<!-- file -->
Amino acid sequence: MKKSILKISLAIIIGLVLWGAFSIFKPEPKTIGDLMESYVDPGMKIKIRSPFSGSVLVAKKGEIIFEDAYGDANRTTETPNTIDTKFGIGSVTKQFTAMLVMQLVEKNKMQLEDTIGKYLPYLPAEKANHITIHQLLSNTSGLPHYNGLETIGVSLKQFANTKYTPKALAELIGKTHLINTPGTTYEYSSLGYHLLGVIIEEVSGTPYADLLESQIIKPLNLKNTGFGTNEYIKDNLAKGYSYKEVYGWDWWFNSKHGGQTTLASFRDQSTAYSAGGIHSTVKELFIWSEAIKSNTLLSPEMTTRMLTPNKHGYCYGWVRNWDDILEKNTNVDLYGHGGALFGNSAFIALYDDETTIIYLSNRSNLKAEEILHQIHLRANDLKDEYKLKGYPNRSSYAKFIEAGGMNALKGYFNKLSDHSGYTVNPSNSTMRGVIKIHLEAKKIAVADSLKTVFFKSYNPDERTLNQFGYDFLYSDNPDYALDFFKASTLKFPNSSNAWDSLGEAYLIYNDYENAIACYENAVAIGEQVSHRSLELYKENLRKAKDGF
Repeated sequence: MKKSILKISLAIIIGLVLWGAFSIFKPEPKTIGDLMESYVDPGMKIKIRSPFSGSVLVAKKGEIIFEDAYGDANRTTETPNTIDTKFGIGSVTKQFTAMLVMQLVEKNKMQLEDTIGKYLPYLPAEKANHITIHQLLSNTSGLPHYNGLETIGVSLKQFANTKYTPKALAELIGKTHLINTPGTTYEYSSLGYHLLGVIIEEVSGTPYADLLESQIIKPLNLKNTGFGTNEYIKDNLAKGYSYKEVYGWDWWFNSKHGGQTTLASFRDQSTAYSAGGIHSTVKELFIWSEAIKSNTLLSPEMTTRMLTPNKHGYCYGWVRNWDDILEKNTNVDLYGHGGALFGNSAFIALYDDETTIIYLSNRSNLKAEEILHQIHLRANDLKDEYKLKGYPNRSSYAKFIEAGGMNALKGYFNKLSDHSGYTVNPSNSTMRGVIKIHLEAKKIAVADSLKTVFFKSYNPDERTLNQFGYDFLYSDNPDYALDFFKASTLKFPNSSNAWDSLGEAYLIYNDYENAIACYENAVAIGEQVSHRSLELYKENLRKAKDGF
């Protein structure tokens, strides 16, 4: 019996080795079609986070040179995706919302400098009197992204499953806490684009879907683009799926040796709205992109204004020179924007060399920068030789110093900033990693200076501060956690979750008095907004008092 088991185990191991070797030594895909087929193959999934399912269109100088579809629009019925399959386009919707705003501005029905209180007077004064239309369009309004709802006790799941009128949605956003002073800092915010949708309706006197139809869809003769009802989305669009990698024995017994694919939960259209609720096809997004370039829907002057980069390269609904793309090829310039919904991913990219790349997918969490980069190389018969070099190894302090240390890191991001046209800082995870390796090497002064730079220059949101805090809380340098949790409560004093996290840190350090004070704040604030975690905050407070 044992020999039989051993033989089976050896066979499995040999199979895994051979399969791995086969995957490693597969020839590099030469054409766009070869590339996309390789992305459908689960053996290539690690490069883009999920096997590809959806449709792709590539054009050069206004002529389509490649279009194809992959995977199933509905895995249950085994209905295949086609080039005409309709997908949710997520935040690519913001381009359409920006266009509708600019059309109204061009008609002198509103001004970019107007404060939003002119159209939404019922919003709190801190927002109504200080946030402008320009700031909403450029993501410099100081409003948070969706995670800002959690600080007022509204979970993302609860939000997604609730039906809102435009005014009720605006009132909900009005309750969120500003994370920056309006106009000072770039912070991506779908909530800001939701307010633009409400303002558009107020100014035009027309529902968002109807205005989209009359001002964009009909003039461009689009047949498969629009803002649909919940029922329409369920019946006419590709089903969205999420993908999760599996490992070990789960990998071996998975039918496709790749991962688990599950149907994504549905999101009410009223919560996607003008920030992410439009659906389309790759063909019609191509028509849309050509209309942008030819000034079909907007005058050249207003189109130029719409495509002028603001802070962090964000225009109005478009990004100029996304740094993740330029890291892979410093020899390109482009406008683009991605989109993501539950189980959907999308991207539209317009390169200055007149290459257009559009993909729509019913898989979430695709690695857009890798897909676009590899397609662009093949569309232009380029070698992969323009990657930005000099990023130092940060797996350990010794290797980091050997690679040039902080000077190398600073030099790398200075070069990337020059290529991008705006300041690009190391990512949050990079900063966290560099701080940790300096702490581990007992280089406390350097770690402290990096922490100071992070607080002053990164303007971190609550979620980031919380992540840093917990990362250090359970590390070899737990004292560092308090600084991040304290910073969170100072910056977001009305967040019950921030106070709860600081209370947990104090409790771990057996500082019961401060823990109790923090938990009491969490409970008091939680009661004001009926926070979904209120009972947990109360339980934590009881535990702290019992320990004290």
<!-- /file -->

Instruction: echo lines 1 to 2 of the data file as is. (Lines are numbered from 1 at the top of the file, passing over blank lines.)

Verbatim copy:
Amino acid sequence: MKKSILKISLAIIIGLVLWGAFSIFKPEPKTIGDLMESYVDPGMKIKIRSPFSGSVLVAKKGEIIFEDAYGDANRTTETPNTIDTKFGIGSVTKQFTAMLVMQLVEKNKMQLEDTIGKYLPYLPAEKANHITIHQLLSNTSGLPHYNGLETIGVSLKQFANTKYTPKALAELIGKTHLINTPGTTYEYSSLGYHLLGVIIEEVSGTPYADLLESQIIKPLNLKNTGFGTNEYIKDNLAKGYSYKEVYGWDWWFNSKHGGQTTLASFRDQSTAYSAGGIHSTVKELFIWSEAIKSNTLLSPEMTTRMLTPNKHGYCYGWVRNWDDILEKNTNVDLYGHGGALFGNSAFIALYDDETTIIYLSNRSNLKAEEILHQIHLRANDLKDEYKLKGYPNRSSYAKFIEAGGMNALKGYFNKLSDHSGYTVNPSNSTMRGVIKIHLEAKKIAVADSLKTVFFKSYNPDERTLNQFGYDFLYSDNPDYALDFFKASTLKFPNSSNAWDSLGEAYLIYNDYENAIACYENAVAIGEQVSHRSLELYKENLRKAKDGF
Repeated sequence: MKKSILKISLAIIIGLVLWGAFSIFKPEPKTIGDLMESYVDPGMKIKIRSPFSGSVLVAKKGEIIFEDAYGDANRTTETPNTIDTKFGIGSVTKQFTAMLVMQLVEKNKMQLEDTIGKYLPYLPAEKANHITIHQLLSNTSGLPHYNGLETIGVSLKQFANTKYTPKALAELIGKTHLINTPGTTYEYSSLGYHLLGVIIEEVSGTPYADLLESQIIKPLNLKNTGFGTNEYIKDNLAKGYSYKEVYGWDWWFNSKHGGQTTLASFRDQSTAYSAGGIHSTVKELFIWSEAIKSNTLLSPEMTTRMLTPNKHGYCYGWVRNWDDILEKNTNVDLYGHGGALFGNSAFIALYDDETTIIYLSNRSNLKAEEILHQIHLRANDLKDEYKLKGYPNRSSYAKFIEAGGMNALKGYFNKLSDHSGYTVNPSNSTMRGVIKIHLEAKKIAVADSLKTVFFKSYNPDERTLNQFGYDFLYSDNPDYALDFFKASTLKFPNSSNAWDSLGEAYLIYNDYENAIACYENAVAIGEQVSHRSLELYKENLRKAKDGF